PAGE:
Suitable precipitating agents are bases such as sodium, potassium, and ammonium hydroxide and organic amines (e.g., methylamine, ethylamine, ethanolamine). Ammonium hydroxide and organic amines are preferred for their ability to form volatilizable salts in combination with anions such as nitrates. Ammonium hydroxide is particularly preferred. The amount of precipitating agent is not critical, provided it is sufficient to at least neutralize the initially acidic mixture and preferably render it alkaline. Where the Al or Mg source is a mixed oxide such as spinel, neutralization is sufficient. Where the Al or Mg source is a salt such as the nitrate, the mixture is preferably made alkaline, to a minimum pH of about 9-10.

The metal oxide dielectric dense bodies of this invention comprise grains having a predominant crystalline phase containing the primary metal oxide and optionally the secondary metal oxide. Where both primary and the secondary oxides are present, the two form a complex oxide, such as cordierite, mullite, or willemite. The dense bodies further comprise bismuth, vanadium, or boron oxide or combinations thereof located discontinuously at the boundaries between the grains or as inclusions within the grains. The grains preferably have an average particle size between about 0.1 and about 100 microns, more preferably between about 10 and about 100 microns. The density of the dense body is preferably at least 95%, more preferably at least 98%, of the theoretical density, which is based on the weighted average of the densities of pure primary and secondary oxide crystalline phase and any sintering aid present. For example, a dense body containing 2 atom % Bi as bismuth oxide (density 8.9 g/cc) and the balance aluminum, magnesium, and silicon oxides as cordierite (density 2.5 g/cc) has 8.206 weight percent bismuth oxide and 91.794 weight percent cordierite. The theoretical density TD for this dense body is given by: ##EQU2##

Within the crystalline grains, substantial deviation from the theoretical stoichiometry for a particular mineral (e.g., cordierite, mullite, etc.) is permissible. For example, though cordierite has the empirical formula 2MgO.2Al2 O3.5SiO2, the crystalline phase grains need not comprise magnesium, aluminum, and silicon oxides in the exact molar ratios 2:2:5. Table I provides exemplary crystalline metal oxide dense bodies which may be prepared according to this invention and the preferred and more preferred molar ratios of primary and secondary oxides therein. Table I further provides the preferred and more preferred amounts of bismuth, vanadium, or boron oxide or combinations thereof, to be used in the preparation of the respective compositions. While there may be some loss of the bismuth, vanadium or boron oxide sintering aid during the sintering process, the final amount of these materials in the dense bodies is not substantially different from the pre-sintering amounts.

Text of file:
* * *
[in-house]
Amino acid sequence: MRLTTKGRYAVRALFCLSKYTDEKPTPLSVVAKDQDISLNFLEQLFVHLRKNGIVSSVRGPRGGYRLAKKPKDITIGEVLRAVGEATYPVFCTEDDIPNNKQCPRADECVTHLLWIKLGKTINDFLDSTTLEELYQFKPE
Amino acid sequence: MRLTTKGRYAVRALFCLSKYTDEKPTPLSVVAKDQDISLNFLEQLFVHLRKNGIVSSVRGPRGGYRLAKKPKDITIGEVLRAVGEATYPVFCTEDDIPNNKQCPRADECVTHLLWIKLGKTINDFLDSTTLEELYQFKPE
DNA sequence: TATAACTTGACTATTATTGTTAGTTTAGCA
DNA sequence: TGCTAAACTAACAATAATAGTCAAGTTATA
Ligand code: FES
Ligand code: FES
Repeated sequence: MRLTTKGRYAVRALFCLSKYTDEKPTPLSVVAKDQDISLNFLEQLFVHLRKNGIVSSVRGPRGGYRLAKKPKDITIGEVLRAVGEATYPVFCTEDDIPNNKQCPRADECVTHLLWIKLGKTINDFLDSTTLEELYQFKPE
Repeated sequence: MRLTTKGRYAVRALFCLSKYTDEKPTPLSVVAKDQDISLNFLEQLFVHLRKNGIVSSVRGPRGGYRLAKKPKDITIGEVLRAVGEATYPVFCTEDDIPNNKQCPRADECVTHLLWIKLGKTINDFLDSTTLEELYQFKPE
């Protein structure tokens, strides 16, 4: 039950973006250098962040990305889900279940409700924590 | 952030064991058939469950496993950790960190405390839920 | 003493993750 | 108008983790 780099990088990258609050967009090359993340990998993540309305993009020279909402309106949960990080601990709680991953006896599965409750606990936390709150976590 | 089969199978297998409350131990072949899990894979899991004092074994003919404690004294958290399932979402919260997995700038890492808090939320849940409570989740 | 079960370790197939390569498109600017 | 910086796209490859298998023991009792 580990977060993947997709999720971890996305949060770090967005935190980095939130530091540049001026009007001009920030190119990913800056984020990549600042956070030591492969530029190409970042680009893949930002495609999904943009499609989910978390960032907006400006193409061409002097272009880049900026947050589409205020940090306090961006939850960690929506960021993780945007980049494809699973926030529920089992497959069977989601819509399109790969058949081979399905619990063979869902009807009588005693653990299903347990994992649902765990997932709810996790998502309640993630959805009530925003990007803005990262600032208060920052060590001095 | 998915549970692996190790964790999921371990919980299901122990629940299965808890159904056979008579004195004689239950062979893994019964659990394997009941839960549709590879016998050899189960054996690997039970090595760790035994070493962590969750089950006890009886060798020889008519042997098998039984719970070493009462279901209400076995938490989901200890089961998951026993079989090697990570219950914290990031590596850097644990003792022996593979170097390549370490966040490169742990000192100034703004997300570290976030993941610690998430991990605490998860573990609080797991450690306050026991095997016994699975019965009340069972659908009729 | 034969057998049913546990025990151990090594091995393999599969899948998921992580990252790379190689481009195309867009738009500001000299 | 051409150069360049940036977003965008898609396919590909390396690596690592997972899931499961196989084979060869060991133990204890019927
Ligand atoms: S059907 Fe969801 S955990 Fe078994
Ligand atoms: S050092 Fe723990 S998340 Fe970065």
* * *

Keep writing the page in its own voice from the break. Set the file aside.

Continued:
TABLE I__________________________________________________________________________EXAMPLES OF COMPOSITIONS OF THIS INVENTIONPredominat Crys-    Theoreticaltalline Phase in    Empirical             Molar Ratio           Sintering Aid (Atom %)Grains   Formula  Preferred  More Preferred                                   Preferred                                         More Pref.__________________________________________________________________________Cordierite    2MgO.2Al.sub. 2 O3.             MgO/Al2 O3 /SiO2 =                        MgO/Al2 O3 /SiO2                                   1.2-20                                         2-20    5SiO2             2/1.0-3.0/4.0-6.0                        2/1.8-2.2/4.8-5.2Magnesium Oxide    MgO      n/a        n/a        2-20  2-20Mullite  3Al2 O3.2SiO.sub. 2             Al2 O3 /SiO2 =                        Al2 O3 /SiO2                                   5-20  --             3/1.0-3.0  3/1.8-2.2Mullite-silica    3Al2 O3.2SiO.sub. 2 +             Al2 O3 /SiO2 =                        Al2 O3 /SiO2                                   1-20  2-20    SiO2             3/1.0-3.0 in the                        3/1.8-2.2 in the             mullite; mullite/                        mullite; mullite/             silica molar ratio                        silica molar ratio             1/3.0-5.0  1/3.5-4.5Willemite    2ZnO.SiO.sub. 2             ZnO/SiO2 =                        ZnO/SiO2 =                                   1-20  2-20             2/0.5-1.5  2/0.8-1.2Silica   SiO2             n/a        n/a        1-20  2-20__________________________________________________________________________